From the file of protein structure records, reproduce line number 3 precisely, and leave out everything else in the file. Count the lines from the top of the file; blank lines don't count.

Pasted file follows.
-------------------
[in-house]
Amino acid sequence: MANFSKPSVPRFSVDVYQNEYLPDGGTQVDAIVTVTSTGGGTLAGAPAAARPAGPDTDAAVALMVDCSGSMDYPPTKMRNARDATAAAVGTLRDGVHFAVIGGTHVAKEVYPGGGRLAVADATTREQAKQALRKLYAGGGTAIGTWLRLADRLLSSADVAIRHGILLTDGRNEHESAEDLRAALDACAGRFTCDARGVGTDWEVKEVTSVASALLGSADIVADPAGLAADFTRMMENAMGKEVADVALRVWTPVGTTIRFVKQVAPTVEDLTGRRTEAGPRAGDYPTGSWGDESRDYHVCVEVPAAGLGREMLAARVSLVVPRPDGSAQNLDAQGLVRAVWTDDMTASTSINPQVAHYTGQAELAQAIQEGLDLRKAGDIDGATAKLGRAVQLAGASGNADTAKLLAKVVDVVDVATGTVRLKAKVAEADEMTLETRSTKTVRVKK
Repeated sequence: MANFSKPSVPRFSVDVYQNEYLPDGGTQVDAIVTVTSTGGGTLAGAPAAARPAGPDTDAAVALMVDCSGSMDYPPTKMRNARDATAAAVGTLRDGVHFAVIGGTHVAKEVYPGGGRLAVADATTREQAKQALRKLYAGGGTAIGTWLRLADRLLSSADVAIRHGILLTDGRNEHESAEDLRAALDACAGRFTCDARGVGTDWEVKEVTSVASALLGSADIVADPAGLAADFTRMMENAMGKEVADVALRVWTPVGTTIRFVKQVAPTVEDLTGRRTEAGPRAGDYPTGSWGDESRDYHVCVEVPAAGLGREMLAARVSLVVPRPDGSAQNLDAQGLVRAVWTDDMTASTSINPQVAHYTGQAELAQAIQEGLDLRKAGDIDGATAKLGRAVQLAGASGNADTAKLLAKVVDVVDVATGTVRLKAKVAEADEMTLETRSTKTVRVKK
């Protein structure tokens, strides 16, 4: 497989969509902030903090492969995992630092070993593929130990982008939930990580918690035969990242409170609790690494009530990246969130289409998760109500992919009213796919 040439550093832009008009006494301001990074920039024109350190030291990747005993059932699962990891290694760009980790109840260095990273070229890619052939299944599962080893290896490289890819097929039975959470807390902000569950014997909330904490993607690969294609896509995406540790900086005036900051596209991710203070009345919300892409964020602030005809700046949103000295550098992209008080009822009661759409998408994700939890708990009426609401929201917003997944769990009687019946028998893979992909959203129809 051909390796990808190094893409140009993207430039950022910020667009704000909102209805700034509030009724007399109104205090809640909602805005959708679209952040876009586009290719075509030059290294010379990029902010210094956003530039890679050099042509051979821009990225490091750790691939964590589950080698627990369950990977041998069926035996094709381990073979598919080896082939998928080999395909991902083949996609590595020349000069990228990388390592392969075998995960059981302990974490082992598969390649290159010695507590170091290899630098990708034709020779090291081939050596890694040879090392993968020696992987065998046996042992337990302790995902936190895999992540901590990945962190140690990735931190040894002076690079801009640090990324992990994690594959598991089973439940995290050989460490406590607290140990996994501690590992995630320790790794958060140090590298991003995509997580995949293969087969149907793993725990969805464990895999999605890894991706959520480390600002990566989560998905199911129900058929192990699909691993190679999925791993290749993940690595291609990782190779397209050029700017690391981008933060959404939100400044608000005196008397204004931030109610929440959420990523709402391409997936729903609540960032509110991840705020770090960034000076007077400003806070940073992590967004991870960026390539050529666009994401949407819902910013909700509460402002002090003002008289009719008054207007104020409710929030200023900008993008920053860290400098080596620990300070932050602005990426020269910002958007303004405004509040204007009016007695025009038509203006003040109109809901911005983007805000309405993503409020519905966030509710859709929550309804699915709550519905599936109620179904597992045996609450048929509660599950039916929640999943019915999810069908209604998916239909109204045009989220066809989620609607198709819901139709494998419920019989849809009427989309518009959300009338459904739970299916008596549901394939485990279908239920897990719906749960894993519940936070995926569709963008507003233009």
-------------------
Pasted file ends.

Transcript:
Repeated sequence: MANFSKPSVPRFSVDVYQNEYLPDGGTQVDAIVTVTSTGGGTLAGAPAAARPAGPDTDAAVALMVDCSGSMDYPPTKMRNARDATAAAVGTLRDGVHFAVIGGTHVAKEVYPGGGRLAVADATTREQAKQALRKLYAGGGTAIGTWLRLADRLLSSADVAIRHGILLTDGRNEHESAEDLRAALDACAGRFTCDARGVGTDWEVKEVTSVASALLGSADIVADPAGLAADFTRMMENAMGKEVADVALRVWTPVGTTIRFVKQVAPTVEDLTGRRTEAGPRAGDYPTGSWGDESRDYHVCVEVPAAGLGREMLAARVSLVVPRPDGSAQNLDAQGLVRAVWTDDMTASTSINPQVAHYTGQAELAQAIQEGLDLRKAGDIDGATAKLGRAVQLAGASGNADTAKLLAKVVDVVDVATGTVRLKAKVAEADEMTLETRSTKTVRVKK